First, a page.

I may catch some flak for this, but I’m prepared.
While I very much like Sarah Palin, and what she represents, I do believe she made a serious error when answering a question concerning the issue of Barack Obama’s birth certificate.
Rusty Humphries: Would you make the birth certificate an issue if you ran?
Sarah Palin: I think the public, rightfully, is still making it an issue. I don’t have a problem with that. I don’t know if I would have to bother to make it an issue ’cause I think there are enough members of the electorate who still want answers.
Rusty Humphries: Do you think it’s a fair question to be looking at?
Sarah Palin: I think it’s a fair question, just like I think past associations and past voting record — all of that is fair game. You know, I’ve got to tell you, too: I think our campaign, the McCain/Palin campaign didn’t do a good enough job in that area. We didn’t call out Obama and some of his associates on their records and what their beliefs were and perhaps what their future plans were. And I don’t think that that was fair to voters to not have done our jobs as candidates and as a campaign to bring to light a lot of the things that now we’re seeing made manifest in the administration.
Rusty Humphries: I mean, truly, if your past is fair game and your kids are fair game, certainly Obama’s past should be. I mean, we want to treat men and women equally, right?
Sarah Palin: Hey, you know, that’s a great point, in that weird conspiracy-theory freaky thing that people talk about that Trig isn’t my real son. And a lot of people say, “Well you need to produce his birth certificate! You need to prove that he’s your kid!” Which we have done. But yeah, so maybe we could reverse that and use the same [unintelligible]-type thinking on them.
I believe Sarah Palin made a serious mistake by excusing the paranoid conspiracy mindset that dominates the fringes of both parties. Truthers, birthers and baby trig conspiracy believers (see the deranged scum sucking troll Andrew Sullivan) deserve nothing but disdain and marginalization from serious individuals. Individuals who buy into these conspiracy theories should never be legitimized in my opinion. They are no different than ufologists and bigfoot chasers. Such ridiculous individuals should not be described as legitimate by a serious potential leader.
Sarah had options when it came to responding to such a question. She could have said that engaging in such reckless speculation, which is devoid of relevance and substance, should not be entertained when this country faces such serious challenges. She easily could have pivoted and discussed the bias in the mainstream media that was eager to entertain conspiracy theories regarding her, but hesitant to publicize those involving Barack Obama. By saying that “I think the public, rightfully, is still making [Barack Obama’s Birth Certificate] an issue,” Sarah Palin said that the public is also right to make the birth of her son an issue. I’m sorry, but I disagree. The paranoid twits who made the birth of her son an issue are insane and should be ashamed of themselves for perpetuating such clearly spurious allegations.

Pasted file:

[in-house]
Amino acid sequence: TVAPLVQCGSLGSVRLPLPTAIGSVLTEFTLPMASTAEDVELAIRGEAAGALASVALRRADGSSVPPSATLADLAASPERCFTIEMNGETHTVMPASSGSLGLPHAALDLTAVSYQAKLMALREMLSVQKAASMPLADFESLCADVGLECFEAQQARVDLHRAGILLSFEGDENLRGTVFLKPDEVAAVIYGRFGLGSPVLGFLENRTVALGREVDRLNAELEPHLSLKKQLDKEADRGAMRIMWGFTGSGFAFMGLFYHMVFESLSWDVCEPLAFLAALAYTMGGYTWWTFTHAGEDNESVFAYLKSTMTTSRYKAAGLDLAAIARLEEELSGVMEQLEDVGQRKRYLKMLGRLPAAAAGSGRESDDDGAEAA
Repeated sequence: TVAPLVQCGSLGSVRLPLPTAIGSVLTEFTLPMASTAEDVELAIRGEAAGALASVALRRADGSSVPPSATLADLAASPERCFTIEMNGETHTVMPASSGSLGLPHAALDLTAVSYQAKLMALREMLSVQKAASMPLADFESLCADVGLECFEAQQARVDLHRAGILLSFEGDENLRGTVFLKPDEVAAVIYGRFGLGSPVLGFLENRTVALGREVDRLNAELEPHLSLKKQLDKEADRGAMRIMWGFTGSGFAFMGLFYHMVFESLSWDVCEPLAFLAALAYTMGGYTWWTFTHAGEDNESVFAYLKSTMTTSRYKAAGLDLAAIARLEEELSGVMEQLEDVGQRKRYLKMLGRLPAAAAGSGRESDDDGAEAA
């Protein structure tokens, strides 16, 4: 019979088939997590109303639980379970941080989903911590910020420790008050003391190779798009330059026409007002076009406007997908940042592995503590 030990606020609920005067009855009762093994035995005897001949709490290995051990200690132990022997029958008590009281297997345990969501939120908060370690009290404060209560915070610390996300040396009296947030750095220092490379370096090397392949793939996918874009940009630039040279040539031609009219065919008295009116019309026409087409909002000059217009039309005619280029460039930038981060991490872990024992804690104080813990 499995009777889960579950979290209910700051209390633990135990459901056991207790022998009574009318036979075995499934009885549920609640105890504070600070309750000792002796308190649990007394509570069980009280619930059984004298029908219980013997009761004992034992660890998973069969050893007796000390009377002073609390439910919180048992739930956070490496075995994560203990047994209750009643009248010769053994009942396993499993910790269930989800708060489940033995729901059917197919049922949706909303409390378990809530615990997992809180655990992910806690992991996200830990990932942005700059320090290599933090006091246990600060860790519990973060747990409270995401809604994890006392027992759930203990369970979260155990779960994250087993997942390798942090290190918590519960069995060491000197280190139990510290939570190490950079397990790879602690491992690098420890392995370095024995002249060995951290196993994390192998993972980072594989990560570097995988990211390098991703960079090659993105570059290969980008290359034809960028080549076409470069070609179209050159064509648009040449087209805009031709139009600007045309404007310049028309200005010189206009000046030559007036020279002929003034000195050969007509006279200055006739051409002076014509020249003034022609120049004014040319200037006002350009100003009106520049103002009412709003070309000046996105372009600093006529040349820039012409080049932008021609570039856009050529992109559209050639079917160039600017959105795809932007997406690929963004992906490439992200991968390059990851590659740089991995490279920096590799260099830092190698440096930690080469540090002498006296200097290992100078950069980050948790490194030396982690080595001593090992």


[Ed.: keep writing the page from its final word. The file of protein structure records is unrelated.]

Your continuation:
I’m not naive as to the nature of politics and I don’t expect Sarah Palin to be either. Opposition research and mudslinging are a part of major campaigns, but most candidates know to treat it as an unfortunate reality rather than embrace and legitimize it. I like that Sarah Palin speaks her mind and I agree with her in regards to investigating Obama’s past associations and radical views, but birth certificates and amniotic fluid cross the line of what should be considered off limits.
Some will say Barack Obama’s birth is a legitimate question, but they, like Sarah Palin, should know that, even if the birth certificate issue was legitimate, getting him removed from office for that reason would make him a victim in the eyes of many. It would be portrayed as undoing the election based on a technicality. There would be rioting in the streets and likely calls for a constitutional convention. The way to beat Barack Obama is at the ballot box and Palin should know that. By not dismissing the birth certificate issue as a non-issue and a mistake, she has made a major error. Obama’s past associations are one thing, but you can’t make him the bad guy because of something his parents did. You’d have to prove that Obama wasn’t born here and knew that while running for office, in order for him to even begin to look like the bad guy.
I like Sarah Palin. I’ve defended her when she has been wrongfully attacked, but I believe she made a serious mistake in this instance. I hope I’m wrong and this does not come back to haunt her, but I fear it will. I’ve criticized others for taking pleasure in attacking Palin, but there are times when we must soberly criticize our own. Newt Gingrich was wrong to back Dede Scozzafava over Doug Hoffman and Sarah Palin was wrong to excuse those who deal in destructive conspiracy theories. Acknowledging that they were wrong does not mean I won’t support them, but it does mean that I hope they learn from the experience. I fear that if we, the people, never correct those who would lead us, we run the risk of raising up politicians that are ill prepared to do so.
Cross-Posted at Feed Your ADHD